Moscow 'falcons of freedom' fly to Saddam's aid

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The Independent Online
THE United States has F-15s. But help for Saddam Hussein is at hand: an Aeroflot flight from Moscow carrying 10 broad-shouldered Russian men with black boots, blue overalls and red berets.

The group, recruited by the militant Russian nationalist leader Vladimir Zhirinovsky, left for Baghdad yesterday after a belligerent send-off at Moscow's Sheremetyevo airport. Before shuffling through passport control, watched by bewildered fellow travellers, the paramilitary 'volunteers' stood for photographs before a banner proclaiming their cause: 'We are proud of you, Saddam.'

'You are going to defend Iraq, a victim of reckless aggression by America and Israel,' said Mr Zhirinovsky, whose previous endeavours have included a presidential campaign in 1991 built around a promise of cheap vodka. Each volunteer, he said, is an expert in partisan warfare and sabotage and will fight alongside the army of Saddam Hussein, once Moscow's favourite Middle East client but since jilted in favour of close ties with the West.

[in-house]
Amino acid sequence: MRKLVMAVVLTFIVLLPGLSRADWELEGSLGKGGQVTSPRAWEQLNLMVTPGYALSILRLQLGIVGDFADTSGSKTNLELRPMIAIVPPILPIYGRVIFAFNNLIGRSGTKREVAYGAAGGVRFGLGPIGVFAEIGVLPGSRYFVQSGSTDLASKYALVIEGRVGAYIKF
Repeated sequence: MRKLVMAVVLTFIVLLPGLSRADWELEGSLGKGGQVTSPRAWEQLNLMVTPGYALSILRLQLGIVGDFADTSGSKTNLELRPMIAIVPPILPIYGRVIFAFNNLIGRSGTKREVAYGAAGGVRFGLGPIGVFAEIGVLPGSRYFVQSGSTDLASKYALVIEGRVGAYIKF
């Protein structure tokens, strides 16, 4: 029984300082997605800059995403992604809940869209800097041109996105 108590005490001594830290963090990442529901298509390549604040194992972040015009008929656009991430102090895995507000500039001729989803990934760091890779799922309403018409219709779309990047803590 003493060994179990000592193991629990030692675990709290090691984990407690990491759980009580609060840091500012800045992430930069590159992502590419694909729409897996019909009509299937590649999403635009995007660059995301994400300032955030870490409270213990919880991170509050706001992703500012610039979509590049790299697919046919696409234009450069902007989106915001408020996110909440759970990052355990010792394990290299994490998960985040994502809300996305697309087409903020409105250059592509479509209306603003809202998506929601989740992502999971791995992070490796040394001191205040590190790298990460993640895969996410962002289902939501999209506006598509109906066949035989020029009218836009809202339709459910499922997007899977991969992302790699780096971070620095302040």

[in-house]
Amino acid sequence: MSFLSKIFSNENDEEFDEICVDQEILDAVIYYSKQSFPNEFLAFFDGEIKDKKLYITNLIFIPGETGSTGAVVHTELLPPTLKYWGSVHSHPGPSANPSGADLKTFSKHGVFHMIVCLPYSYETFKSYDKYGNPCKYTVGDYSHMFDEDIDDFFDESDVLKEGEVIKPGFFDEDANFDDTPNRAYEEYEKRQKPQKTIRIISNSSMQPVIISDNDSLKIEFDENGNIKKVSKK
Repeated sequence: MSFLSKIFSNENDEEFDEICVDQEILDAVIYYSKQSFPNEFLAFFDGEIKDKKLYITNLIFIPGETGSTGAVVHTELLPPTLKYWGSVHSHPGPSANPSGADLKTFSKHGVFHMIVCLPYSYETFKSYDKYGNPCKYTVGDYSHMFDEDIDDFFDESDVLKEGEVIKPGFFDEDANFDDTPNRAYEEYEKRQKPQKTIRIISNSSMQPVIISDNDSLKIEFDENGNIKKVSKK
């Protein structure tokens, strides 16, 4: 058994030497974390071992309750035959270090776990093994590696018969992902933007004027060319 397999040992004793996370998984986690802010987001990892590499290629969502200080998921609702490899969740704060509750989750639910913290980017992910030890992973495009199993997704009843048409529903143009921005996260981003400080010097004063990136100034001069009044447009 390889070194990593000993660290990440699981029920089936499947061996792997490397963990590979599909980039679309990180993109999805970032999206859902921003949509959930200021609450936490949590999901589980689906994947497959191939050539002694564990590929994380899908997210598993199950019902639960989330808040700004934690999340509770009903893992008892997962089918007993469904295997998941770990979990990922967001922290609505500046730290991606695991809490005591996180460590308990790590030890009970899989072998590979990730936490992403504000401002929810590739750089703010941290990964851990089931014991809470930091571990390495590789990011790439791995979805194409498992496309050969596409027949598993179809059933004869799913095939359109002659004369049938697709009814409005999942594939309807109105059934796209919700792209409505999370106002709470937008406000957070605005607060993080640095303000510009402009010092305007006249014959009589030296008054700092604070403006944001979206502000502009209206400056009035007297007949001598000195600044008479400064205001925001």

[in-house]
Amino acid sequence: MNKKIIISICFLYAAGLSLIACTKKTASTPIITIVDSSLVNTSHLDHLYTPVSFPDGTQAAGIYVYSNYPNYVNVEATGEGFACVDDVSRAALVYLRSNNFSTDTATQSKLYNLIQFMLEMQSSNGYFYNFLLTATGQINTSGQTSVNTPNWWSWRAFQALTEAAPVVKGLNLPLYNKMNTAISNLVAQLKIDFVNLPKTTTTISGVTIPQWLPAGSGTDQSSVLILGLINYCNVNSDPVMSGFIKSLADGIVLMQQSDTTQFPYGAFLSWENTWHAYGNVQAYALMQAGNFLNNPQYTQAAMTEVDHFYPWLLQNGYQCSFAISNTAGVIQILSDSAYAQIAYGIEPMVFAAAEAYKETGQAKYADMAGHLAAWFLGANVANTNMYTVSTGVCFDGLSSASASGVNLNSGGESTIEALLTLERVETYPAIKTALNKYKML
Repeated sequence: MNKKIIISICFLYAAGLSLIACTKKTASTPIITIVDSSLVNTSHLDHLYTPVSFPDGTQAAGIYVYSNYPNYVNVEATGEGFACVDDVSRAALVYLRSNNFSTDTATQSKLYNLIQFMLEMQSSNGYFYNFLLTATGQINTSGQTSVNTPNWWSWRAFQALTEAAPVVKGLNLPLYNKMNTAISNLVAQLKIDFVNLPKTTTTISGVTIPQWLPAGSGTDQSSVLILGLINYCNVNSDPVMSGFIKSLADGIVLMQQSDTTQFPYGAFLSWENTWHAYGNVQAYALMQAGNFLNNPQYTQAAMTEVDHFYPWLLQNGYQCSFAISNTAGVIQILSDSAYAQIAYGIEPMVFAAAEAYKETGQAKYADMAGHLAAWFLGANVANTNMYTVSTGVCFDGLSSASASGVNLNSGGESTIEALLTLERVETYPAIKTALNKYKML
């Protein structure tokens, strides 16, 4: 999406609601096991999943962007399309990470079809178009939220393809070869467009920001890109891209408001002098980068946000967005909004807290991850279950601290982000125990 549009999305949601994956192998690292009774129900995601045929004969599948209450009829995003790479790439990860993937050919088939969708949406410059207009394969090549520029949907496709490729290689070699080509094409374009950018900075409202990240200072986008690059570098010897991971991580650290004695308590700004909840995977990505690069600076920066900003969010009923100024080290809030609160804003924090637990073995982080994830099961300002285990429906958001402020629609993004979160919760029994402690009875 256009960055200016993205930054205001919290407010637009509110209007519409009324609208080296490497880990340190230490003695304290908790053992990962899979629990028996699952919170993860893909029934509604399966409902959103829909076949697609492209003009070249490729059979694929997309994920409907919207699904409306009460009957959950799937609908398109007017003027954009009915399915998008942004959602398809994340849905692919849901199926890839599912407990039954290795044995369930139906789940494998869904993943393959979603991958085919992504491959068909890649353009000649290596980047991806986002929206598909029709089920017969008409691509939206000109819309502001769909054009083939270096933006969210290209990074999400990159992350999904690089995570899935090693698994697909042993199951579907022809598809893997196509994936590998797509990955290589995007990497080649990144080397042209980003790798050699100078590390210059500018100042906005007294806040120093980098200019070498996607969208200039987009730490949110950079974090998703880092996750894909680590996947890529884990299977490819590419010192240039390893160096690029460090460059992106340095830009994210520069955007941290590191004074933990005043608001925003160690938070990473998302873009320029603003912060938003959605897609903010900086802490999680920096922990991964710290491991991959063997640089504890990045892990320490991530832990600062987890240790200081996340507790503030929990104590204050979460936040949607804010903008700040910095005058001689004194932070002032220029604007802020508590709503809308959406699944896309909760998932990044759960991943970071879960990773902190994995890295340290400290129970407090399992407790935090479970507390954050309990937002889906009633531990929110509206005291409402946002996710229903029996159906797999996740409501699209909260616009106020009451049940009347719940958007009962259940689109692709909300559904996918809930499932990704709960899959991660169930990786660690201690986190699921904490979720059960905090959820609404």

Praising his volunteers as 'falcons' of freedom, Mr Zhirinovsky said: 'They know practically all types of modern weapons; they've had special training.' He then slapped each recruit on the shoulders and hailed their mission as marking the birth of a new Russian army: 'Each new army needs its own war to start with. For us this is Iraq.'

Zealous support for Iraq adds to a lengthy list of fiery causes espoused by Mr Zhirinovsky's Liberal Democratic Party, known for neither its liberalism nor democracy. Others include a demand that Moscow recover not only the former Soviet republics but also Finland and other lost chunks of the former tsarist empire.

'The current situation won't last long. Russia will be reborn and defend its national interests everywhere, inside the country and elsewhere,' proclaimed Mr Zhirinovsky. 'You will gain experience essential for those destined to become the core of a new Russian army.'

With the Aeroflot flight preparing to board, Mr Zhirinovsky, dressed for the occasion in green military garb, bid a final, rousing farewell: 'I wish you a safe return, though some of you may die there. You will die for a noble cause.' Mr Zhirinovsky himself faces no such risk: he is staying in Moscow. He is needed, he explained, to recruit more volunteers and coordinate the struggle against President Boris Yeltsin.

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